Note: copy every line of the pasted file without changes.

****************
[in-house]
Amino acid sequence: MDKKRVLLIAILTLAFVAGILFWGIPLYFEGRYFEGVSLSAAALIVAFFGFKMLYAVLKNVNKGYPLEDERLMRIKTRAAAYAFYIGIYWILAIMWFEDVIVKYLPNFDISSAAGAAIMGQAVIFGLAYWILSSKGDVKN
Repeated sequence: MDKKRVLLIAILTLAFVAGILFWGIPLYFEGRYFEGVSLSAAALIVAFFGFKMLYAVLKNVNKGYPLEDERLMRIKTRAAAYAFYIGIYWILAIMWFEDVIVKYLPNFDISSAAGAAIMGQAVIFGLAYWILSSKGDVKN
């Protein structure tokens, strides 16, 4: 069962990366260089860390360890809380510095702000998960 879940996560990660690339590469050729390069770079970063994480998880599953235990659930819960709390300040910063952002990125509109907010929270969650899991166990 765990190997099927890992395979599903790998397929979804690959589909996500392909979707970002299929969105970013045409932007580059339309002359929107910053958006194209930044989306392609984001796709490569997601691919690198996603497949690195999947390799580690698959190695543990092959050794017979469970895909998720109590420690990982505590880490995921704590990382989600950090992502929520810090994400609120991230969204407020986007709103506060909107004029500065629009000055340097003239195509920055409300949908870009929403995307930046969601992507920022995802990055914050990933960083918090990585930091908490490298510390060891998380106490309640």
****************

[in-house]
Amino acid sequence: MDKKRVLLIAILTLAFVAGILFWGIPLYFEGRYFEGVSLSAAALIVAFFGFKMLYAVLKNVNKGYPLEDERLMRIKTRAAAYAFYIGIYWILAIMWFEDVIVKYLPNFDISSAAGAAIMGQAVIFGLAYWILSSKGDVKN
Repeated sequence: MDKKRVLLIAILTLAFVAGILFWGIPLYFEGRYFEGVSLSAAALIVAFFGFKMLYAVLKNVNKGYPLEDERLMRIKTRAAAYAFYIGIYWILAIMWFEDVIVKYLPNFDISSAAGAAIMGQAVIFGLAYWILSSKGDVKN
């Protein structure tokens, strides 16, 4: 069962990366260089860390360890809380510095702000998960 879940996560990660690339590469050729390069770079970063994480998880599953235990659930819960709390300040910063952002990125509109907010929270969650899991166990 765990190997099927890992395979599903790998397929979804690959589909996500392909979707970002299929969105970013045409932007580059339309002359929107910053958006194209930044989306392609984001796709490569997601691919690198996603497949690195999947390799580690698959190695543990092959050794017979469970895909998720109590420690990982505590880490995921704590990382989600950090992502929520810090994400609120991230969204407020986007709103506060909107004029500065629009000055340097003239195509920055409300949908870009929403995307930046969601992507920022995802990055914050990933960083918090990585930091908490490298510390060891998380106490309640």